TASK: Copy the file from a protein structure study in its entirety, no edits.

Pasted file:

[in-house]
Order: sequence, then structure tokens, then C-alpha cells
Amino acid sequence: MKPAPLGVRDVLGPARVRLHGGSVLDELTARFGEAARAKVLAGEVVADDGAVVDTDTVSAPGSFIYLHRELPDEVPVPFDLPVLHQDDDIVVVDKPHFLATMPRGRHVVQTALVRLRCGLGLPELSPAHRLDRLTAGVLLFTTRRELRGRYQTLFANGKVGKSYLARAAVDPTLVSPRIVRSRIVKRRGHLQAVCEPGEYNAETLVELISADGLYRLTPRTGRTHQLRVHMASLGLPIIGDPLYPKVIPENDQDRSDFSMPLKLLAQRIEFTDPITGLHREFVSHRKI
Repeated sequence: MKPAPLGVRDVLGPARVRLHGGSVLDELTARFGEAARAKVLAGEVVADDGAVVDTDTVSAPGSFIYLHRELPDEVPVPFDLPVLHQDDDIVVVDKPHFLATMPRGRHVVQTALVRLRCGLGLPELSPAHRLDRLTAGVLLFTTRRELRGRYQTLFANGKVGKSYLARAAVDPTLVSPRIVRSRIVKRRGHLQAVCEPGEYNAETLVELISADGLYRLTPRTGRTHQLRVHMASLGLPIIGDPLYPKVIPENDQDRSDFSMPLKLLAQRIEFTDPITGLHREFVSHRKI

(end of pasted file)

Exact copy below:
[in-house]
Order: sequence, then structure tokens, then C-alpha cells
Amino acid sequence: MKPAPLGVRDVLGPARVRLHGGSVLDELTARFGEAARAKVLAGEVVADDGAVVDTDTVSAPGSFIYLHRELPDEVPVPFDLPVLHQDDDIVVVDKPHFLATMPRGRHVVQTALVRLRCGLGLPELSPAHRLDRLTAGVLLFTTRRELRGRYQTLFANGKVGKSYLARAAVDPTLVSPRIVRSRIVKRRGHLQAVCEPGEYNAETLVELISADGLYRLTPRTGRTHQLRVHMASLGLPIIGDPLYPKVIPENDQDRSDFSMPLKLLAQRIEFTDPITGLHREFVSHRKI
Repeated sequence: MKPAPLGVRDVLGPARVRLHGGSVLDELTARFGEAARAKVLAGEVVADDGAVVDTDTVSAPGSFIYLHRELPDEVPVPFDLPVLHQDDDIVVVDKPHFLATMPRGRHVVQTALVRLRCGLGLPELSPAHRLDRLTAGVLLFTTRRELRGRYQTLFANGKVGKSYLARAAVDPTLVSPRIVRSRIVKRRGHLQAVCEPGEYNAETLVELISADGLYRLTPRTGRTHQLRVHMASLGLPIIGDPLYPKVIPENDQDRSDFSMPLKLLAQRIEFTDPITGLHREFVSHRKI